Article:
The History Of Lotto

It has always been a game of chance. But when part of the profit made is used to finance good causes and pay for lottery administration fees, you can see why this system works so well.

However, it has a history that goes back a very long time indeed. Many ancient documents tell of lots being drawn to determine ownership or other passages of rights. We have all heard the expression “drawing the short straw” where the unlucky loser who draws the concealed straw that is shorter than the others, would have submit to doing some dirty but necessary deed.

The practice of lottery draws became common in Europe during the late 15th century. Even in the early pioneering days of the United States, King James I, of England, commissioned a lottery to help fund the development of Jamestown, Virginia.
Money raised through lotteries in many British settlements in the States was generated through lotteries. It financed wars, development, colleges, horse paths and several public projects.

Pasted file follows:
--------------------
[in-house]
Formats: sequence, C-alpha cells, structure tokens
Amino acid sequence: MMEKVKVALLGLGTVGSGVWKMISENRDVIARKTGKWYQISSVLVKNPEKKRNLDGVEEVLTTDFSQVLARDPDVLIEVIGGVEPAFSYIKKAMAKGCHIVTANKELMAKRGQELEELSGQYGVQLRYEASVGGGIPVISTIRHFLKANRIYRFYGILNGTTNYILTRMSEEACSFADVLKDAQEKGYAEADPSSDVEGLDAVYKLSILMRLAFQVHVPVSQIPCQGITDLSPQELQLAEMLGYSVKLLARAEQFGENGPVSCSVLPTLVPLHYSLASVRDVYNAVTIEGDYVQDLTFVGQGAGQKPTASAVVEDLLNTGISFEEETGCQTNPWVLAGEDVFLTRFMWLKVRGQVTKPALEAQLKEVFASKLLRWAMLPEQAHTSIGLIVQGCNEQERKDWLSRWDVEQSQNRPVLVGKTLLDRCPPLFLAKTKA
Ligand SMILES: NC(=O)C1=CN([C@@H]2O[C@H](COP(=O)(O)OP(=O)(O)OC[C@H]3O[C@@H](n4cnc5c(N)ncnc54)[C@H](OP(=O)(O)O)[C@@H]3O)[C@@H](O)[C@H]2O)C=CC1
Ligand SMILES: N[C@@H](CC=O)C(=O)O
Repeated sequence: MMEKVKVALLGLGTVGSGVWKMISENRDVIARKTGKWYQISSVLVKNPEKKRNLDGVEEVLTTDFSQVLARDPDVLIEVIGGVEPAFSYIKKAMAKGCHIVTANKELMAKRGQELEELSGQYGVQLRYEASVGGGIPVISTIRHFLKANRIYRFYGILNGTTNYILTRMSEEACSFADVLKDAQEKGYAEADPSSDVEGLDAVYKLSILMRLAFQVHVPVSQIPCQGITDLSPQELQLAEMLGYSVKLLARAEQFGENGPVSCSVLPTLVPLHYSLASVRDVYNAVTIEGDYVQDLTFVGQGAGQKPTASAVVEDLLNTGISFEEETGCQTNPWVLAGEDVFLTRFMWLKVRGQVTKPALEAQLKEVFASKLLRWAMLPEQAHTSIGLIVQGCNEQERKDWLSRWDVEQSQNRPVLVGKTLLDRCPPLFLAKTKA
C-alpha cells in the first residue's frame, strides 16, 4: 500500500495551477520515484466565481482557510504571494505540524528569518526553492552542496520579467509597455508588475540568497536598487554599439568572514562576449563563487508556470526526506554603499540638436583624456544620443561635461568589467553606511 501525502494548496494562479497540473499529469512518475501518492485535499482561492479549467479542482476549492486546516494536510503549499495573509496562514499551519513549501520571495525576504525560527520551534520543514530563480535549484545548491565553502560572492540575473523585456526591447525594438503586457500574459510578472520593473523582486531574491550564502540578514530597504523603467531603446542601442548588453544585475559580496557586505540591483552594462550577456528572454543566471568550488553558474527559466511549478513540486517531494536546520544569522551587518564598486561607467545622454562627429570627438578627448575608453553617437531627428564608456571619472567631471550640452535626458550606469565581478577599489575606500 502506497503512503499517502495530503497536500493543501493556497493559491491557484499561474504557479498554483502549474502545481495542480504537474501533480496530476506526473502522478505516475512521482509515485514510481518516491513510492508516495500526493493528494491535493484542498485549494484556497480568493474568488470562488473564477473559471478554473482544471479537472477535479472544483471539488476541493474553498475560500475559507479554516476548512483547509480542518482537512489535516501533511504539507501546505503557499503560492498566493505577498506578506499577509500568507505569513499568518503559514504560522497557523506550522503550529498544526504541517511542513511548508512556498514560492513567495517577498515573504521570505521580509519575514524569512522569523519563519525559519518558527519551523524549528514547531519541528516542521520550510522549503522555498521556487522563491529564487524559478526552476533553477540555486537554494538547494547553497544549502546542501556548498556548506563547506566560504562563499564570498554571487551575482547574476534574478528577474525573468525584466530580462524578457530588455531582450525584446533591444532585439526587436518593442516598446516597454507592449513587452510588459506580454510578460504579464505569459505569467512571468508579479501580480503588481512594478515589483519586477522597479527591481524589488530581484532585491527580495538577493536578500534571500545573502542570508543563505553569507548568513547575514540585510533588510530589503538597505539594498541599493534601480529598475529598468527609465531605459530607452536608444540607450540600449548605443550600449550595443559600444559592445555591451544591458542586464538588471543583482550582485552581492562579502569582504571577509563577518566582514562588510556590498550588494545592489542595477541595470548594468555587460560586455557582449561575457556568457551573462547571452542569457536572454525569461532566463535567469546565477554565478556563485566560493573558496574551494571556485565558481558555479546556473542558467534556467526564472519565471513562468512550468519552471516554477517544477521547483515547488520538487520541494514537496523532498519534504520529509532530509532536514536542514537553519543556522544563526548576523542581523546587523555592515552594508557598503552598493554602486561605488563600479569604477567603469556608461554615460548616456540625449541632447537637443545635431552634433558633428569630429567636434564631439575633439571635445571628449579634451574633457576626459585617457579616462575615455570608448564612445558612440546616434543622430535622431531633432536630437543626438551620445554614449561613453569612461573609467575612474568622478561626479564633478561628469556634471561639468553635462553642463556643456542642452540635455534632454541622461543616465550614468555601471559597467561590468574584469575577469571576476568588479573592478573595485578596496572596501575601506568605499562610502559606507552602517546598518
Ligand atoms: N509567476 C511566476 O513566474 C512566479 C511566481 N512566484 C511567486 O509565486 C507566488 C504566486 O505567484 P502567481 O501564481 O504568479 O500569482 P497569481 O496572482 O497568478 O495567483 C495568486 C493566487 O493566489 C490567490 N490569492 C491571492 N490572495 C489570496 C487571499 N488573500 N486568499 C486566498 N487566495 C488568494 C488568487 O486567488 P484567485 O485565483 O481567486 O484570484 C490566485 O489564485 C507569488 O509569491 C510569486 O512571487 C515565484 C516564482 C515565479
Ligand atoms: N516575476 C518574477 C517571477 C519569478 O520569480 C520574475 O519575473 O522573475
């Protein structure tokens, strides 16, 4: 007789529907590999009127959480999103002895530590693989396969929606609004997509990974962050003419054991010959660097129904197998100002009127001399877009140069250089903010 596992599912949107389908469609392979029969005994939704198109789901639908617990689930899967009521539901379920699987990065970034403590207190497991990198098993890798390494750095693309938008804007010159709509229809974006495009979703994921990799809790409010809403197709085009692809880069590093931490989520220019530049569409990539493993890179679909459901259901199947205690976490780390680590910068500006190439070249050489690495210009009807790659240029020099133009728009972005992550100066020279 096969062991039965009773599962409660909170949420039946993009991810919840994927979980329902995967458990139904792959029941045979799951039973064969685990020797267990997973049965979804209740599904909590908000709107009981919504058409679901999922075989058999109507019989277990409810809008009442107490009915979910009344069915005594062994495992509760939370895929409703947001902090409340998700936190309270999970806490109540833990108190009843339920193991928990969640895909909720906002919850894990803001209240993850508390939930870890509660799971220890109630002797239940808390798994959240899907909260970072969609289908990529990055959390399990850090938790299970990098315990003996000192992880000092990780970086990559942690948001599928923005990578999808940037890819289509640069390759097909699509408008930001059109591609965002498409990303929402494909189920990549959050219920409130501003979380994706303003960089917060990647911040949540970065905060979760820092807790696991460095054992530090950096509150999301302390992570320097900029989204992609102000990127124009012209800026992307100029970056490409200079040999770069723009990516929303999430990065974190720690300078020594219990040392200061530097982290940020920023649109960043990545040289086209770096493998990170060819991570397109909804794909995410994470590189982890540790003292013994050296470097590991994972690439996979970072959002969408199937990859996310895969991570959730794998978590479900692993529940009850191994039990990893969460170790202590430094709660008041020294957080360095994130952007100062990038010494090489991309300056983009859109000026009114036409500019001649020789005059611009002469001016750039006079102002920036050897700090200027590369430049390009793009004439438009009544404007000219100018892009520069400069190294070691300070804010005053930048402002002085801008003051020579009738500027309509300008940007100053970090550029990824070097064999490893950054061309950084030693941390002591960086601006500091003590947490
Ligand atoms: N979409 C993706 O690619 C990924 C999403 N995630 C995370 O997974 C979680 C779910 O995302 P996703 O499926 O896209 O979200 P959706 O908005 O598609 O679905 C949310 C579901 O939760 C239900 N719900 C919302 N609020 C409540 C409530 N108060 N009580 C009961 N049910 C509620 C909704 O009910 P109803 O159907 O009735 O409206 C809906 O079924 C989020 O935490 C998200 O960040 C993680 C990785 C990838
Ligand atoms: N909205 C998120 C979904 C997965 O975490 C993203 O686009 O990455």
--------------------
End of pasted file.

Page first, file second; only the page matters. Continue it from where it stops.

It was not always in the north where these lotteries benefited the newly developed states of North America. The Deep South relied heavily on lotteries to provide and raise cash following the financially embattled times of the Civil War. The Louisiana Lottery, naturally, became a very popular pastime. It was not only in Louisiana where this lottery was played but throughout the southern states too. But the lottery and its materials almost came to an abrupt end.
In 1890, Congress banned all mail that contained anything to do with the lottery. Four years after the decree the Louisiana Lottery met its fate and was subsequently abolished.

No lottery tickets were permitted to cross state lines. The general public also learned the lottery was being operated partly by crime syndicates in the north, further damaging its legitimacy. Widespread fraud and deception was being linked with the lottery and public opinion naturally fell out of favour with the whole idea. By 1899, lotteries were outlawed across the States.

However, the negative attitudes surrounding the lottery would change. The Prohibition Law (1920-1933) was far from a success and when Nevada permitted casino gambling in Las Vegas, gambling and lotteries became more positive in the public sentiment.

The National Lottery was introduced in Britain in 1994 amid a wave of mass public interest. The first ever draw attracted millions of people who watched every number drawn with great anticipation.